No Right of Way Charge for Driver Who Killed Toddler in Bronx Crosswalk

The driver who killed 3-year-old Mariam Dansoko narrowly avoided striking her mother and a younger sibling. Will Bronx District Attorney Darcel Clark file charges against him?

The driver who killed 3-year-old Mariam Dansoko narrowly avoided striking her mother and a younger sibling. Will Bronx District Attorney Darcel Clark (right) file charges against him?

Update: Darcel Clark’s office sent us this statement: “Our office is investigating the incident with the NYPD Accident Investigation Squad, as we do with any fatality or serious injury when a pedestrian is struck.”

NYPD and Bronx District Attorney Darcel Clark have not charged the driver who struck and killed 3-year-old Mariam Dansoko in a crosswalk near Yankee Stadium Monday.

Mariam, her mother, and a 2-year-old sibling in a stroller were crossing E. 164th Street at Gerard Avenue north to south when a 21-year-old man hit Mariam with a 2014 Nissan while turning left from Gerard, which is northbound, onto E. 164th, according to NYPD and published reports. DNAinfo reported that Mariam was on her way to preschool when the crash occurred, at around 8 a.m.

“There’s no charges at this point,” an NYPD spokesperson told Streetsblog. True to NYPD protocol when a motorist kills a pedestrian and is not charged or ticketed, police shielded the driver’s identity.

We have a message in with Clark’s office asking whether the DA is investigating the crash.

E. 164th Street and Gerard Avenue are one-way residential streets that meet at a signalized intersection. There is no dedicated turn phase, meaning motorists and pedestrians are signaled to enter the crossing at the same time. If they entered the crosswalk before the pedestrian signal flashed orange, Mariam’s family would have had the right of way.

E. 164th Street at Gerard Avenue. The white arrow indicates the path of Mariam and her family, and the red arrow indicates the path of the driver, according to NYPD’s account of the collision. Image: Google Maps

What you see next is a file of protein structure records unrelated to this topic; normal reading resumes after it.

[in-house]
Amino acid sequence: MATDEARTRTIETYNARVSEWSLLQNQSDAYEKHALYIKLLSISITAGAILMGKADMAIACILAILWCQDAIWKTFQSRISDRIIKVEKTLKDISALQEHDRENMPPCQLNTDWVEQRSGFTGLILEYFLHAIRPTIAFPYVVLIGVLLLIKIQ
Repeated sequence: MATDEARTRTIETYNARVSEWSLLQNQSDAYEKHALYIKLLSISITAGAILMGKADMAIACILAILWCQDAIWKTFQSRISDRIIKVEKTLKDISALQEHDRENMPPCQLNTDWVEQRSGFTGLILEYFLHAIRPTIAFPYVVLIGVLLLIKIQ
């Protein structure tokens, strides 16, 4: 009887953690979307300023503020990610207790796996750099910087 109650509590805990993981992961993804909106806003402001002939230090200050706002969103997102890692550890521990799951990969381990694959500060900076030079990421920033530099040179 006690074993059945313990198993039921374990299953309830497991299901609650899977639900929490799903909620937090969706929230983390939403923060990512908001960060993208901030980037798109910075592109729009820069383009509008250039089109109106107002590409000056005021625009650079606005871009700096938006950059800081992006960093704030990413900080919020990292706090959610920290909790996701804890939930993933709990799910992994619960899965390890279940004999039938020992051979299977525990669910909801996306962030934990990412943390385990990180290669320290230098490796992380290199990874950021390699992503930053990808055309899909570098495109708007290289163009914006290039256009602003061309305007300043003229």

E. 164th Street at Gerard Avenue. The white arrow indicates the path of Mariam and her family, and the red arrow indicates the path of the driver, according to NYPD’s account of the collision. Image: Google Maps

Read more…

78 Comments

Driver Kills Toddler in the Bronx as NYPD and the Press Declare “Accident”

E. 164th Street and Gerard Avenue, where a driver killed a 3-year-old this morning. Image: Google Maps

E. 164th Street and Gerard Avenue, where a driver killed a 3-year-old this morning. Image: Google Maps

Update: WPIX identified the victim as Mariam Dansoko. WPIX and other outlets are reporting that the driver, a 21-year-old man, was turning left from Gerard Avenue onto E. 164th Street when he hit her.

A driver killed a 3-year-old girl in the Bronx this morning. NYPD filed no charges and almost immediately told the press the crash was an “accident.”

An NYPD spokesperson told Streetsblog the victim “was walking behind her mom” at E. 164th Street and Gerard Avenue, not far from Yankee Stadium, when she was hit by the driver of a black Nissan.

The crash occurred at around 8 a.m. The police spokesperson had no details on who had the right of way. The driver was not charged criminally and was not issued a traffic ticket.

Media reports said the victim’s mother was pushing a stroller with a second child inside. They were not reported to be injured.